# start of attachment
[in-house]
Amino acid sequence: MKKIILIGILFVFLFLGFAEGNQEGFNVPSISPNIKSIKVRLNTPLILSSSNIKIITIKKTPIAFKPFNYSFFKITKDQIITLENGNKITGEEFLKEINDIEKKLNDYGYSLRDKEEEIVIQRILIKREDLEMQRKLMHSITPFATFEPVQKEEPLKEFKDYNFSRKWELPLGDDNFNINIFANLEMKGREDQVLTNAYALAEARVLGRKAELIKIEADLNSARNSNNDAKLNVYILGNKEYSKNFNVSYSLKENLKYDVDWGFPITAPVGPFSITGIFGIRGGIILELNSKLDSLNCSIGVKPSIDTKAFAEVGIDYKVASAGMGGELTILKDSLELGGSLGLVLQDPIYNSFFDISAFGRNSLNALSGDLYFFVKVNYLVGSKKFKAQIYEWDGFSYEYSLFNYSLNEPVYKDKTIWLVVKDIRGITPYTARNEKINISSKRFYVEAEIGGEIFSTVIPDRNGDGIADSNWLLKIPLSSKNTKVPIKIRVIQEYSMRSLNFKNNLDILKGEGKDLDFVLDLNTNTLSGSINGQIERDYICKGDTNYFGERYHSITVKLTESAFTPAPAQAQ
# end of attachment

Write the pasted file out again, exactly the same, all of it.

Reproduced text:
[in-house]
Amino acid sequence: MKKIILIGILFVFLFLGFAEGNQEGFNVPSISPNIKSIKVRLNTPLILSSSNIKIITIKKTPIAFKPFNYSFFKITKDQIITLENGNKITGEEFLKEINDIEKKLNDYGYSLRDKEEEIVIQRILIKREDLEMQRKLMHSITPFATFEPVQKEEPLKEFKDYNFSRKWELPLGDDNFNINIFANLEMKGREDQVLTNAYALAEARVLGRKAELIKIEADLNSARNSNNDAKLNVYILGNKEYSKNFNVSYSLKENLKYDVDWGFPITAPVGPFSITGIFGIRGGIILELNSKLDSLNCSIGVKPSIDTKAFAEVGIDYKVASAGMGGELTILKDSLELGGSLGLVLQDPIYNSFFDISAFGRNSLNALSGDLYFFVKVNYLVGSKKFKAQIYEWDGFSYEYSLFNYSLNEPVYKDKTIWLVVKDIRGITPYTARNEKINISSKRFYVEAEIGGEIFSTVIPDRNGDGIADSNWLLKIPLSSKNTKVPIKIRVIQEYSMRSLNFKNNLDILKGEGKDLDFVLDLNTNTLSGSINGQIERDYICKGDTNYFGERYHSITVKLTESAFTPAPAQAQ